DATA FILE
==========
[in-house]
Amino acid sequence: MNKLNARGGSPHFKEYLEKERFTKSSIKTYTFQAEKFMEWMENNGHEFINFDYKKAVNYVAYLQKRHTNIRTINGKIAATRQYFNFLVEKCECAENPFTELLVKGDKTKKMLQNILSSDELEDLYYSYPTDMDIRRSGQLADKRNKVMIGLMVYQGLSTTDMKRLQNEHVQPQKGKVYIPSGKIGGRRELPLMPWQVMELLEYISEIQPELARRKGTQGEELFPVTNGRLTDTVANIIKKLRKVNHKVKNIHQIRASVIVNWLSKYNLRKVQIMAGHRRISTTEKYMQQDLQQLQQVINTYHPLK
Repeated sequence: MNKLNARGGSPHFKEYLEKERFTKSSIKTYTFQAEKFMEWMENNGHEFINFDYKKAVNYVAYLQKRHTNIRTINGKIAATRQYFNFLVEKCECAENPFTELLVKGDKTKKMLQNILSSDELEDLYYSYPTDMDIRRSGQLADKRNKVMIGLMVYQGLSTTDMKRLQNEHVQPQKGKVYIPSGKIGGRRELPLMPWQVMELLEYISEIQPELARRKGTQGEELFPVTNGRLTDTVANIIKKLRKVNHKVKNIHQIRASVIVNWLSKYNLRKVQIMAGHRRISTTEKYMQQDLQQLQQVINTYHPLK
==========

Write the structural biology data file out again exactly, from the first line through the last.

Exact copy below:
[in-house]
Amino acid sequence: MNKLNARGGSPHFKEYLEKERFTKSSIKTYTFQAEKFMEWMENNGHEFINFDYKKAVNYVAYLQKRHTNIRTINGKIAATRQYFNFLVEKCECAENPFTELLVKGDKTKKMLQNILSSDELEDLYYSYPTDMDIRRSGQLADKRNKVMIGLMVYQGLSTTDMKRLQNEHVQPQKGKVYIPSGKIGGRRELPLMPWQVMELLEYISEIQPELARRKGTQGEELFPVTNGRLTDTVANIIKKLRKVNHKVKNIHQIRASVIVNWLSKYNLRKVQIMAGHRRISTTEKYMQQDLQQLQQVINTYHPLK
Repeated sequence: MNKLNARGGSPHFKEYLEKERFTKSSIKTYTFQAEKFMEWMENNGHEFINFDYKKAVNYVAYLQKRHTNIRTINGKIAATRQYFNFLVEKCECAENPFTELLVKGDKTKKMLQNILSSDELEDLYYSYPTDMDIRRSGQLADKRNKVMIGLMVYQGLSTTDMKRLQNEHVQPQKGKVYIPSGKIGGRRELPLMPWQVMELLEYISEIQPELARRKGTQGEELFPVTNGRLTDTVANIIKKLRKVNHKVKNIHQIRASVIVNWLSKYNLRKVQIMAGHRRISTTEKYMQQDLQQLQQVINTYHPLK